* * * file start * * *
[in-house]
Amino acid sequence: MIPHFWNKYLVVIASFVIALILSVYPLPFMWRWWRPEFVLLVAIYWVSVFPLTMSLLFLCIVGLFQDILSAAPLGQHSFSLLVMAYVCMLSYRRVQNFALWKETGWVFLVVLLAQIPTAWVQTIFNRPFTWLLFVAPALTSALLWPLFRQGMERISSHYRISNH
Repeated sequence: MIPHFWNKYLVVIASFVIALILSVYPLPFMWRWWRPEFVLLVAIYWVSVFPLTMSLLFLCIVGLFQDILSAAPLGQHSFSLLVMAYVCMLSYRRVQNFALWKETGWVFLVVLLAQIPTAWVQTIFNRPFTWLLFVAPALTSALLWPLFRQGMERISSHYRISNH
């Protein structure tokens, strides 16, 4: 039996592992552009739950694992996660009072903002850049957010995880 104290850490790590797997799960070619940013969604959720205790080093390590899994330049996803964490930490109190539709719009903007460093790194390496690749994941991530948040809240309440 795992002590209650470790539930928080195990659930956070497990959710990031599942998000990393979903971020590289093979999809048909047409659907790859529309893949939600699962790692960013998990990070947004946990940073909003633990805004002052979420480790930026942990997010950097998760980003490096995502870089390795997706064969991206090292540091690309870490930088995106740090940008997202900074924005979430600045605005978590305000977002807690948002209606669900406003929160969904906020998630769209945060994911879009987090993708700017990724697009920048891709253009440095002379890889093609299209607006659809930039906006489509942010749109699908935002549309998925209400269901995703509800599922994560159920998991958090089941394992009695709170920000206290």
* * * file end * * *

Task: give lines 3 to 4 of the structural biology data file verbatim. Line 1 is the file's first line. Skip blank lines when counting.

Repeated sequence: MIPHFWNKYLVVIASFVIALILSVYPLPFMWRWWRPEFVLLVAIYWVSVFPLTMSLLFLCIVGLFQDILSAAPLGQHSFSLLVMAYVCMLSYRRVQNFALWKETGWVFLVVLLAQIPTAWVQTIFNRPFTWLLFVAPALTSALLWPLFRQGMERISSHYRISNH
């Protein structure tokens, strides 16, 4: 039996592992552009739950694992996660009072903002850049957010995880 104290850490790590797997799960070619940013969604959720205790080093390590899994330049996803964490930490109190539709719009903007460093790194390496690749994941991530948040809240309440 795992002590209650470790539930928080195990659930956070497990959710990031599942998000990393979903971020590289093979999809048909047409659907790859529309893949939600699962790692960013998990990070947004946990940073909003633990805004002052979420480790930026942990997010950097998760980003490096995502870089390795997706064969991206090292540091690309870490930088995106740090940008997202900074924005979430600045605005978590305000977002807690948002209606669900406003929160969904906020998630769209945060994911879009987090993708700017990724697009920048891709253009440095002379890889093609299209607006659809930039906006489509942010749109699908935002549309998925209400269901995703509800599922994560159920998991958090089941394992009695709170920000206290």